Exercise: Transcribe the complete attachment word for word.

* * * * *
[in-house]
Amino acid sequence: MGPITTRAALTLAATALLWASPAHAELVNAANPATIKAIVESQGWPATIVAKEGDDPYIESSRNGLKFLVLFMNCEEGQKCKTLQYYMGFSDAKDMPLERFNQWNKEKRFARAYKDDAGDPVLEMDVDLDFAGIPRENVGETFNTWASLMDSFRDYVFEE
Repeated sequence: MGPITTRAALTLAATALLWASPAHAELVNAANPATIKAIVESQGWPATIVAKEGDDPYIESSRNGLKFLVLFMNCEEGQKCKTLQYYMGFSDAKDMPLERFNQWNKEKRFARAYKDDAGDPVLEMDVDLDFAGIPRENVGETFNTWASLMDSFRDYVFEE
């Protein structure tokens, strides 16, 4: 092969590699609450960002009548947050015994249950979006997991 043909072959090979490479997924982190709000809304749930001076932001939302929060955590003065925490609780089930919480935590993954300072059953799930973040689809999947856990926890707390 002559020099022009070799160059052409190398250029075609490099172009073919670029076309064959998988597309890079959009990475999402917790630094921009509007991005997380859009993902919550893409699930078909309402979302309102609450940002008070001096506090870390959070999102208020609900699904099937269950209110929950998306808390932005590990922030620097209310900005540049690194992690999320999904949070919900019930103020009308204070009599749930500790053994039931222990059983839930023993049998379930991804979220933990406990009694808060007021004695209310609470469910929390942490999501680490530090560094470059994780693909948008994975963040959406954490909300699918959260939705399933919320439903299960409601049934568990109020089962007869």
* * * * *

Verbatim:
[in-house]
Amino acid sequence: MGPITTRAALTLAATALLWASPAHAELVNAANPATIKAIVESQGWPATIVAKEGDDPYIESSRNGLKFLVLFMNCEEGQKCKTLQYYMGFSDAKDMPLERFNQWNKEKRFARAYKDDAGDPVLEMDVDLDFAGIPRENVGETFNTWASLMDSFRDYVFEE
Repeated sequence: MGPITTRAALTLAATALLWASPAHAELVNAANPATIKAIVESQGWPATIVAKEGDDPYIESSRNGLKFLVLFMNCEEGQKCKTLQYYMGFSDAKDMPLERFNQWNKEKRFARAYKDDAGDPVLEMDVDLDFAGIPRENVGETFNTWASLMDSFRDYVFEE
């Protein structure tokens, strides 16, 4: 092969590699609450960002009548947050015994249950979006997991 043909072959090979490479997924982190709000809304749930001076932001939302929060955590003065925490609780089930919480935590993954300072059953799930973040689809999947856990926890707390 002559020099022009070799160059052409190398250029075609490099172009073919670029076309064959998988597309890079959009990475999402917790630094921009509007991005997380859009993902919550893409699930078909309402979302309102609450940002008070001096506090870390959070999102208020609900699904099937269950209110929950998306808390932005590990922030620097209310900005540049690194992690999320999904949070919900019930103020009308204070009599749930500790053994039931222990059983839930023993049998379930991804979220933990406990009694808060007021004695209310609470469910929390942490999501680490530090560094470059994780693909948008994975963040959406954490909300699918959260939705399933919320439903299960409601049934568990109020089962007869």